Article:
Video undermines White House attack on Rep. Wilson over condolence calls

White House Chief of Staff John Kelly speaks about President Trump’s calls to fallen service members next of kin during a briefing at the White House October 19, 2017 in Washington. (Photo: Smialowski/AFP/Getty Images)

The controversy continues over President Trump’s treatment of a military widow during a condolence call, with Rep. Frederica Wilson, Fla., accusing the White House of lying about her record.

And new video emerged Friday bolstering Wilson’s case.

White House chief of staff John Kelly criticized Wilson on Thursday for reporting that Trump told Myeshia Johnson, the widow of Sgt. La David Johnson, one of four soldiers killed in Niger earlier this month, “knew what he signed up for” by joining the service.

Kelly did not mention Wilson by name. He then went on to slam an unnamed congresswoman at a 2015 event he and Wilson were both at. Kelly said at a FBI building dedication in Miami, the congresswoman, “in the tradition of empty barrels making the most noise,” boasted about securing $20 million in funding for the building,

But video of Wilson’s speech, uncovered by the Sun-Sentinel newspaper, did not show her making the funding boast.

“That’s a lie,” Wilson said Friday of Kelly’s comments, during a “New Day” interview. “I feel sorry for Gen. Kelly, he has my sympathy for the loss of his son, but he can’t just go on TV and lie on me. I was not even in Congress in 2009 when the money for the building was secured, so that’s a lie. How dare he.”

The chief of staff said the ceremony was a solemn affair, as the building was being named for slain FBI agents “Grogan and Duke.” Wilson was in attendance because she introduced the legislation to name the field office for Benjamin Grogan and Jerry Dove.

Dignitaries cut a ribbon to mark the dedication of the Federal Bureau of Investigation’s new $194 million South Florida field office in April. From left, FBI Director James Comey, U.S. Rep. Frederica Wilson, acting GSA Administrator Denise Roth, U.S. Rep. Debbie Wasserman Schultz, Miramar, Fla., Mayor Wayne Messam, and George Piro, Special Agent in Charge, FBI Miami. (Photo: Wilfredo Lee/AP)

In a statement to NBC News, White House spokeswoman Sarah Sanders said Kelly’s remarks expressed that he was “stunned” by Wilson’s speech. At a White House briefing on Friday, Sanders also said Kelly “absolutely” stands by his statement.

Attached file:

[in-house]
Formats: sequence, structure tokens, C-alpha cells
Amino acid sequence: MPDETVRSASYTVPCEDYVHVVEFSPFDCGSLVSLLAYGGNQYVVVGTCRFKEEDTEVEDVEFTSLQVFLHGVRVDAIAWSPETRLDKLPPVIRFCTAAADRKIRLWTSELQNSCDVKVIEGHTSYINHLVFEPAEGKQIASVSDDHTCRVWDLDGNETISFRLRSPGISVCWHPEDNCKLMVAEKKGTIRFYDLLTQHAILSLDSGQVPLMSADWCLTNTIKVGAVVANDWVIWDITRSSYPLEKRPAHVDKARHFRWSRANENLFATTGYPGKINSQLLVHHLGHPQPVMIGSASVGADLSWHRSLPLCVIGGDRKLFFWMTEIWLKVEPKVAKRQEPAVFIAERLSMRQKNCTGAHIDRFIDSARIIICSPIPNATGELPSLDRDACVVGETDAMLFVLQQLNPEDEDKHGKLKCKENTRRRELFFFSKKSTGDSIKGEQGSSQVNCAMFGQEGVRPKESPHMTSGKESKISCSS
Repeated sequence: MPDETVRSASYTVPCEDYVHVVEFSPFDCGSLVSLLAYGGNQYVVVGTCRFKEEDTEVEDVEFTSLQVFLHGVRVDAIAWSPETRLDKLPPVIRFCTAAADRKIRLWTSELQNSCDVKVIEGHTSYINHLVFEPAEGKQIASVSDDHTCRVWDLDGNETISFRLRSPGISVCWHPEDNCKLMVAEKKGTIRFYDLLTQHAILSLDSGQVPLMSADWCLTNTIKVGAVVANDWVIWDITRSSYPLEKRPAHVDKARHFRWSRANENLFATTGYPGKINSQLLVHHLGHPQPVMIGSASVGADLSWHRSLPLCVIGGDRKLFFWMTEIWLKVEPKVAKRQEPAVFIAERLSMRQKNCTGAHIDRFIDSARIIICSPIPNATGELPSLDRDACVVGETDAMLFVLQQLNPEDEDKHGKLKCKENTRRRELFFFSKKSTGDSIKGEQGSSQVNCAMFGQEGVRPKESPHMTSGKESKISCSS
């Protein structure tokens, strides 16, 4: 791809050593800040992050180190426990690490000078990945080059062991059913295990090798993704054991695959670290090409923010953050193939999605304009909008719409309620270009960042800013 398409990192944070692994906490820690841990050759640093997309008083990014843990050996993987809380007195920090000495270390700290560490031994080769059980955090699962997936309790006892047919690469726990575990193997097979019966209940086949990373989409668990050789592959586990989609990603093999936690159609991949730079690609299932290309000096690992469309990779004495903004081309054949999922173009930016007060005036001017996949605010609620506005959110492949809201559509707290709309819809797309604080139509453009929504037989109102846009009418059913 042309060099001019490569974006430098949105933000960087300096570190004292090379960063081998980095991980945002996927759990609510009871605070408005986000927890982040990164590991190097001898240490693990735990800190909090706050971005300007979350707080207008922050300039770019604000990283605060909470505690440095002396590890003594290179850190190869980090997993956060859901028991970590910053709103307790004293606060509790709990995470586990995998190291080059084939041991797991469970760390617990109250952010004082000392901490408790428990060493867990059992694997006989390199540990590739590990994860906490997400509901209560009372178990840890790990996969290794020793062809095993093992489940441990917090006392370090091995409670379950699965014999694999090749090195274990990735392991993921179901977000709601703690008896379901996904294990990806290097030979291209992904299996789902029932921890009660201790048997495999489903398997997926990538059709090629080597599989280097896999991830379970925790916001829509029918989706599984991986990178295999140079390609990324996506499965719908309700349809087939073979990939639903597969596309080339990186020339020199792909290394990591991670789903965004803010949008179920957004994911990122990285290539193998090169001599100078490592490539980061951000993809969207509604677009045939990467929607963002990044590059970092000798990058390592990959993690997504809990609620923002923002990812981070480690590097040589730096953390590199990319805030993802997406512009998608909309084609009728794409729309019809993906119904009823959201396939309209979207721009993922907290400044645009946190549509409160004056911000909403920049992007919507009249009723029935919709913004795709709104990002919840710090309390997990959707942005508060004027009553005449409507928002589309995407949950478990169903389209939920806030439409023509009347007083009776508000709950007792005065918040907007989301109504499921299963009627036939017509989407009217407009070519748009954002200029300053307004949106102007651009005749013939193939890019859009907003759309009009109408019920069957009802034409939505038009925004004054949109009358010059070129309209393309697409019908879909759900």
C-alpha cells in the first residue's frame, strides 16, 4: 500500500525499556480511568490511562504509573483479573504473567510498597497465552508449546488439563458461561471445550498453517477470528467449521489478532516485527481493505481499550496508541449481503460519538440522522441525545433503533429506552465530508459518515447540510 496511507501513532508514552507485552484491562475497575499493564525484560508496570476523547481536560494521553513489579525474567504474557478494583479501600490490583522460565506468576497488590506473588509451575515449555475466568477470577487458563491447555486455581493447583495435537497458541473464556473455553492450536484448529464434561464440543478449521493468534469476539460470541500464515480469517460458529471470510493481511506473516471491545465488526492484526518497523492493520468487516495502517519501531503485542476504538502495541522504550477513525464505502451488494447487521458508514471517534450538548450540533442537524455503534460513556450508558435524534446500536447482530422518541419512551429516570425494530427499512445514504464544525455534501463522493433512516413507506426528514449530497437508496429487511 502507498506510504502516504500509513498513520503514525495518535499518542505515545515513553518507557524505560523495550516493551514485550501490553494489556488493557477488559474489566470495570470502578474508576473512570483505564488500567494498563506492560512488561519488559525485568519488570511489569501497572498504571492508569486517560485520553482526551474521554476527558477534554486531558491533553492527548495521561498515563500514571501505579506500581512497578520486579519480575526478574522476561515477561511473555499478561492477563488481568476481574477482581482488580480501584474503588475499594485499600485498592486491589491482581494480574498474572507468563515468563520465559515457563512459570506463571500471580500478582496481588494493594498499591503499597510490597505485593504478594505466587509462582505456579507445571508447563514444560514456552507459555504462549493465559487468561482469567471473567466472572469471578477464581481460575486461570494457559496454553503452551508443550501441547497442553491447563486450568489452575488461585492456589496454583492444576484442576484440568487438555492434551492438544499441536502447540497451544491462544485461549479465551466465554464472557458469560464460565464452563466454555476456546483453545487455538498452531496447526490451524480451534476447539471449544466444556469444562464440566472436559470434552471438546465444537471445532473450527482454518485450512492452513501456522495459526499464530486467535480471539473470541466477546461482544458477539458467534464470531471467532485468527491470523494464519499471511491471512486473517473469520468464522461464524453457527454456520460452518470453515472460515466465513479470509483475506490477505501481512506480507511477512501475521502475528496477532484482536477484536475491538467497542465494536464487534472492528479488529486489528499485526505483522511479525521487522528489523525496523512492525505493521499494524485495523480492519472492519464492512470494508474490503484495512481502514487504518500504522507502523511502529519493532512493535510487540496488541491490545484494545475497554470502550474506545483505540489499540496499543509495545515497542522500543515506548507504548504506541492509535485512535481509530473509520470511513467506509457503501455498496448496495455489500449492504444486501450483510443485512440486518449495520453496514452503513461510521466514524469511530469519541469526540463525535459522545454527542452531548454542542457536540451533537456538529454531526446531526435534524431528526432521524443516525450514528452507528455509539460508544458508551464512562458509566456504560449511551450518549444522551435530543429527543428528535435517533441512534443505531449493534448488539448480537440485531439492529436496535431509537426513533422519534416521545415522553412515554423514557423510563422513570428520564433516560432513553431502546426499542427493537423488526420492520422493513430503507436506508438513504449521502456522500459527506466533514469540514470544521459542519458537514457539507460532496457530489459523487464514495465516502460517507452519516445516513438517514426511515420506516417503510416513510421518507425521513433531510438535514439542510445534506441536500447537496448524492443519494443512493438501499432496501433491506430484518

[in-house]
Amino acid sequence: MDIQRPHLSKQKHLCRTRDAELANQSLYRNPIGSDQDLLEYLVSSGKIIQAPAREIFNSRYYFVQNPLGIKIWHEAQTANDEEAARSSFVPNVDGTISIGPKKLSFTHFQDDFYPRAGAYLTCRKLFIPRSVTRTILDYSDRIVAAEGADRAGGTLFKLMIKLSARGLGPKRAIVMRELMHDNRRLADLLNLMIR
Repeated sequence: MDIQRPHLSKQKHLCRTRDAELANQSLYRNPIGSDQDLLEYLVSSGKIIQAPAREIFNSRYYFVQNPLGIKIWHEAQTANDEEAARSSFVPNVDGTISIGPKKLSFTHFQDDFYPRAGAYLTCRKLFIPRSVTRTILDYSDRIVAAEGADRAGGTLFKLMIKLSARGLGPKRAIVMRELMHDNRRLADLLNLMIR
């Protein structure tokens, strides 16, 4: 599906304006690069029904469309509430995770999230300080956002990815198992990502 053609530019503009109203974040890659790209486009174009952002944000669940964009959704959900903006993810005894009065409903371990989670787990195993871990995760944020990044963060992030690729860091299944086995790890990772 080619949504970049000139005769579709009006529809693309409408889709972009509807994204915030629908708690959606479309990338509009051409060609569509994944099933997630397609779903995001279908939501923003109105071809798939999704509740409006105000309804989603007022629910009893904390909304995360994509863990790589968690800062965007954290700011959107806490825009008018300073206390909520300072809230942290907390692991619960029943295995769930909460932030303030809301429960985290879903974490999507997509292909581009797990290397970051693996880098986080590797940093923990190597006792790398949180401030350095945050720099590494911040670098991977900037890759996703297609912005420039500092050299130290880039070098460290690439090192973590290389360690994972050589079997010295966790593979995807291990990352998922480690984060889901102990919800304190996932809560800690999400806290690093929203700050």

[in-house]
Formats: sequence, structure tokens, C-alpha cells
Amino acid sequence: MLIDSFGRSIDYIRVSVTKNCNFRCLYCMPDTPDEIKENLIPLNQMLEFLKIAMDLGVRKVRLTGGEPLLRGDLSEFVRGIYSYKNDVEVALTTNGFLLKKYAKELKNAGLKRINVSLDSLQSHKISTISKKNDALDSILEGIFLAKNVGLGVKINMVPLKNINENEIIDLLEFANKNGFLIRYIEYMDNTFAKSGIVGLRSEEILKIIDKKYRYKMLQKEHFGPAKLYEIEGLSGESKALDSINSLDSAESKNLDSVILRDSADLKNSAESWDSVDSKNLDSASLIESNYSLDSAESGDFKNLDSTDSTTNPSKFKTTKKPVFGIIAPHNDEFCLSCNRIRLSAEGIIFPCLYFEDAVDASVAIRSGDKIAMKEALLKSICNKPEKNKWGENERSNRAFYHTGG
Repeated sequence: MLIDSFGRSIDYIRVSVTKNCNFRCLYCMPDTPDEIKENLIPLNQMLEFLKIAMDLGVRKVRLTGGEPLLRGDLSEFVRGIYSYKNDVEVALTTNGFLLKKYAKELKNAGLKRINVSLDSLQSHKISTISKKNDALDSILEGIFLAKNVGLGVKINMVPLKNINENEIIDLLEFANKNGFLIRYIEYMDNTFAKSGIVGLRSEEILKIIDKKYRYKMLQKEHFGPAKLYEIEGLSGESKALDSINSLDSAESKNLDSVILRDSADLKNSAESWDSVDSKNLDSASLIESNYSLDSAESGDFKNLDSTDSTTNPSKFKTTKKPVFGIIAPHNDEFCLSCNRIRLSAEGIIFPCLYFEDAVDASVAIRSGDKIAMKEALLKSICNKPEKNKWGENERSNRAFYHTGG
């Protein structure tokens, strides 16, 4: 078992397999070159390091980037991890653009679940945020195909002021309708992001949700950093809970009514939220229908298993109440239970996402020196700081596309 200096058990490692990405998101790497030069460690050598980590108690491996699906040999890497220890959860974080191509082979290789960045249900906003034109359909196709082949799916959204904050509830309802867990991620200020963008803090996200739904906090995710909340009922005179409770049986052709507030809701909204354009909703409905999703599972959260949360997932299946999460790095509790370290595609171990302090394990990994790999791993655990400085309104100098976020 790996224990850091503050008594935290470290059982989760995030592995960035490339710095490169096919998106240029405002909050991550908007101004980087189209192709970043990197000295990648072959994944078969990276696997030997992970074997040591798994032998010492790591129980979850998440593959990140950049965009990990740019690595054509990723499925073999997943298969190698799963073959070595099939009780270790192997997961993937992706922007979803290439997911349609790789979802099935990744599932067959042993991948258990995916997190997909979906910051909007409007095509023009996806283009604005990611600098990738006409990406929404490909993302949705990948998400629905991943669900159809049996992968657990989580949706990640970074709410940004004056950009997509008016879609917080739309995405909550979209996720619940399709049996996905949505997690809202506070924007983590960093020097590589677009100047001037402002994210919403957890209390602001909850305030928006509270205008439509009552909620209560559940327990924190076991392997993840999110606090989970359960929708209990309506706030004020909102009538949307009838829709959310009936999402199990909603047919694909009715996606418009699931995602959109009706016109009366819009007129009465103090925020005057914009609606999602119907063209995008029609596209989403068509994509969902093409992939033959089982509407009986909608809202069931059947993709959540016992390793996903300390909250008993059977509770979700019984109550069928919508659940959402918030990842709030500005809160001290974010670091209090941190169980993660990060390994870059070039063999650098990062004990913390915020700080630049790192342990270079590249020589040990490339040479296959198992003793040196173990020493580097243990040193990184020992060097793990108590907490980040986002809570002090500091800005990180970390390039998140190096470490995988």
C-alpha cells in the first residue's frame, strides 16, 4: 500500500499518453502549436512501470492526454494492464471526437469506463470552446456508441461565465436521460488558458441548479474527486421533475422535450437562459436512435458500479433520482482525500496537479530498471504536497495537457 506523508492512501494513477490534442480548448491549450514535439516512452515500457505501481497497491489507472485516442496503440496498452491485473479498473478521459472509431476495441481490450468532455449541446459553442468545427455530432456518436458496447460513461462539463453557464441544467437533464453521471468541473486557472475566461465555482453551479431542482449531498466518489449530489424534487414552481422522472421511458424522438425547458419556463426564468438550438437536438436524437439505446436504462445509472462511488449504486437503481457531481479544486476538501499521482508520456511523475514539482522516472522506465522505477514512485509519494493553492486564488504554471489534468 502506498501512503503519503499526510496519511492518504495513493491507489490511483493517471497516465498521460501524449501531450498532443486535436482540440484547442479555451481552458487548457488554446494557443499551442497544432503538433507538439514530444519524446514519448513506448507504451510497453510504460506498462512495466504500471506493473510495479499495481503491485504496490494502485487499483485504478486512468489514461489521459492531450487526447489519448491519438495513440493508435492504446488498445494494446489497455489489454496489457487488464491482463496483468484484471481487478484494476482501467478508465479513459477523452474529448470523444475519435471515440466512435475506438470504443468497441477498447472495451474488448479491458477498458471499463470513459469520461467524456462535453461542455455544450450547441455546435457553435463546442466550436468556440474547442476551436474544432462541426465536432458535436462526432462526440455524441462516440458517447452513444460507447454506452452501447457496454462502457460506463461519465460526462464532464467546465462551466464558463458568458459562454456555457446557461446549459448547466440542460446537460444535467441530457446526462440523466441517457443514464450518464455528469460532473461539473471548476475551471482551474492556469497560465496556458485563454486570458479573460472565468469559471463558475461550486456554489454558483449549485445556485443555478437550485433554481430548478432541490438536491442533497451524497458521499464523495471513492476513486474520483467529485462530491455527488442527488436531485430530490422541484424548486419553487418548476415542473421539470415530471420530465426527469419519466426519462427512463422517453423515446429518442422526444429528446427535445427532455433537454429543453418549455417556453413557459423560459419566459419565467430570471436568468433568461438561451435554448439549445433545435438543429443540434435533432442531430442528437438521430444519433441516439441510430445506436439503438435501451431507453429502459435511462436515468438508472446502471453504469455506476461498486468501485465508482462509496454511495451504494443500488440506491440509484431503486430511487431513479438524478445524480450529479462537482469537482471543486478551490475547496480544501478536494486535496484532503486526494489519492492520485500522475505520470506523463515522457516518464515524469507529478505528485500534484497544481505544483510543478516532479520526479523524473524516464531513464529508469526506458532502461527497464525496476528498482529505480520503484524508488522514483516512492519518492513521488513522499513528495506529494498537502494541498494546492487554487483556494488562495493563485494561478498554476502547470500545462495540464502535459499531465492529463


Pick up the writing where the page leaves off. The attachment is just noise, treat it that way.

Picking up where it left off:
On Thursday, Kelly also said he was “broken-hearted” that Wilson had “listened in” on the conversation between Trump and Johnson. Wilson says she is a family friend and was in the car with Johnson, who held the call on speakerphone en route to receive her husband’s body at the airport. It was then, Wilson said, that Trump told Johnson that her slain husband “knew what he signed up for.”

Trump denied the remark outright, but Kelly seemed to confirm it Thursday, characterizing it as a distortion of a well-intended sentiment. Even after Kelly gave his account, Trump said the “wacky” Wilson was pushing a “total lie” in a tweet Thursday night.


On Friday, Wilson simply said, “There’s nothing to misinterpret. He said what he said.”

Trump drew attention to his interactions with military families Tuesday when he falsely claimed that his predecessors — name-checking former President Barack Obama specifically — did not call to express condolences to Gold Star families. Trump made the comments while defending his own lack of public statements about the four U.S. soldiers killed in Niger on Oct. 4. Trump then reached out to the families of the slain service members, including Myeshia Johnson.

Kelly, a retired Marine general, had suggested Thursday that Trump’s false statement about past presidents’ calls emerged from a conversation about the issue. In that discussion, Kelly said, he noted that Obama didn’t call him when his son, a Marine, was killed in 2010.

“That was not a criticism, that was just to simply say I don’t believe President Obama called. That’s not a negative thing,” Kelly said.

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